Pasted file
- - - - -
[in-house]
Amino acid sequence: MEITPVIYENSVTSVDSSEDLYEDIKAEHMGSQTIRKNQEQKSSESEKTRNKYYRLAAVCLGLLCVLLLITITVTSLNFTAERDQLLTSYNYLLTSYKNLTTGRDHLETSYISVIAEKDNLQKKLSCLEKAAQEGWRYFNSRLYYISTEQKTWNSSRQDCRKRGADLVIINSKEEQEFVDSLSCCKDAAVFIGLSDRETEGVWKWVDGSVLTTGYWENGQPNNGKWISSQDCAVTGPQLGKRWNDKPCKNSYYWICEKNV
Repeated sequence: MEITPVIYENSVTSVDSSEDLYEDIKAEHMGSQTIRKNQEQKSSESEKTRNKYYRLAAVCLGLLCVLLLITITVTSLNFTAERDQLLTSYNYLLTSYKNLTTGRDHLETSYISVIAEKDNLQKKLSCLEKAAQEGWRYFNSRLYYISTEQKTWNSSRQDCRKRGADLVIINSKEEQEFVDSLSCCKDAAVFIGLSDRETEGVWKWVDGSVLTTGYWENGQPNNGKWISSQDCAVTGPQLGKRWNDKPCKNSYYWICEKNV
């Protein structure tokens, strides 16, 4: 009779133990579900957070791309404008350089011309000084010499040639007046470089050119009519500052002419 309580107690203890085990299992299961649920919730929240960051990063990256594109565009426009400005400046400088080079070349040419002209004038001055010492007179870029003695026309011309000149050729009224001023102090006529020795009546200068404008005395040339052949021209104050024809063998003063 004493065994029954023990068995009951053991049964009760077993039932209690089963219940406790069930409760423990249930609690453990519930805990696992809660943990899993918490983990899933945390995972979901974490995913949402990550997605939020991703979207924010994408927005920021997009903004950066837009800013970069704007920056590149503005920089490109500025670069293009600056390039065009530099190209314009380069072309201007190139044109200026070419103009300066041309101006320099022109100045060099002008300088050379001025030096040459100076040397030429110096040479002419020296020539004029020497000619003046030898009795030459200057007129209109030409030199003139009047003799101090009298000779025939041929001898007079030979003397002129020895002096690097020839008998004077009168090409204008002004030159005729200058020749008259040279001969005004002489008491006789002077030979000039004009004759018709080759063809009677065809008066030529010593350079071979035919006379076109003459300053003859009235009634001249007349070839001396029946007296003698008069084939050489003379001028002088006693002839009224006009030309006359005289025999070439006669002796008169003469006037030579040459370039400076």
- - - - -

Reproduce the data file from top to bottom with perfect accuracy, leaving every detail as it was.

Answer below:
[in-house]
Amino acid sequence: MEITPVIYENSVTSVDSSEDLYEDIKAEHMGSQTIRKNQEQKSSESEKTRNKYYRLAAVCLGLLCVLLLITITVTSLNFTAERDQLLTSYNYLLTSYKNLTTGRDHLETSYISVIAEKDNLQKKLSCLEKAAQEGWRYFNSRLYYISTEQKTWNSSRQDCRKRGADLVIINSKEEQEFVDSLSCCKDAAVFIGLSDRETEGVWKWVDGSVLTTGYWENGQPNNGKWISSQDCAVTGPQLGKRWNDKPCKNSYYWICEKNV
Repeated sequence: MEITPVIYENSVTSVDSSEDLYEDIKAEHMGSQTIRKNQEQKSSESEKTRNKYYRLAAVCLGLLCVLLLITITVTSLNFTAERDQLLTSYNYLLTSYKNLTTGRDHLETSYISVIAEKDNLQKKLSCLEKAAQEGWRYFNSRLYYISTEQKTWNSSRQDCRKRGADLVIINSKEEQEFVDSLSCCKDAAVFIGLSDRETEGVWKWVDGSVLTTGYWENGQPNNGKWISSQDCAVTGPQLGKRWNDKPCKNSYYWICEKNV
């Protein structure tokens, strides 16, 4: 009779133990579900957070791309404008350089011309000084010499040639007046470089050119009519500052002419 309580107690203890085990299992299961649920919730929240960051990063990256594109565009426009400005400046400088080079070349040419002209004038001055010492007179870029003695026309011309000149050729009224001023102090006529020795009546200068404008005395040339052949021209104050024809063998003063 004493065994029954023990068995009951053991049964009760077993039932209690089963219940406790069930409760423990249930609690453990519930805990696992809660943990899993918490983990899933945390995972979901974490995913949402990550997605939020991703979207924010994408927005920021997009903004950066837009800013970069704007920056590149503005920089490109500025670069293009600056390039065009530099190209314009380069072309201007190139044109200026070419103009300066041309101006320099022109100045060099002008300088050379001025030096040459100076040397030429110096040479002419020296020539004029020497000619003046030898009795030459200057007129209109030409030199003139009047003799101090009298000779025939041929001898007079030979003397002129020895002096690097020839008998004077009168090409204008002004030159005729200058020749008259040279001969005004002489008491006789002077030979000039004009004759018709080759063809009677065809008066030529010593350079071979035919006379076109003459300053003859009235009634001249007349070839001396029946007296003698008069084939050489003379001028002088006693002839009224006009030309006359005289025999070439006669002796008169003469006037030579040459370039400076």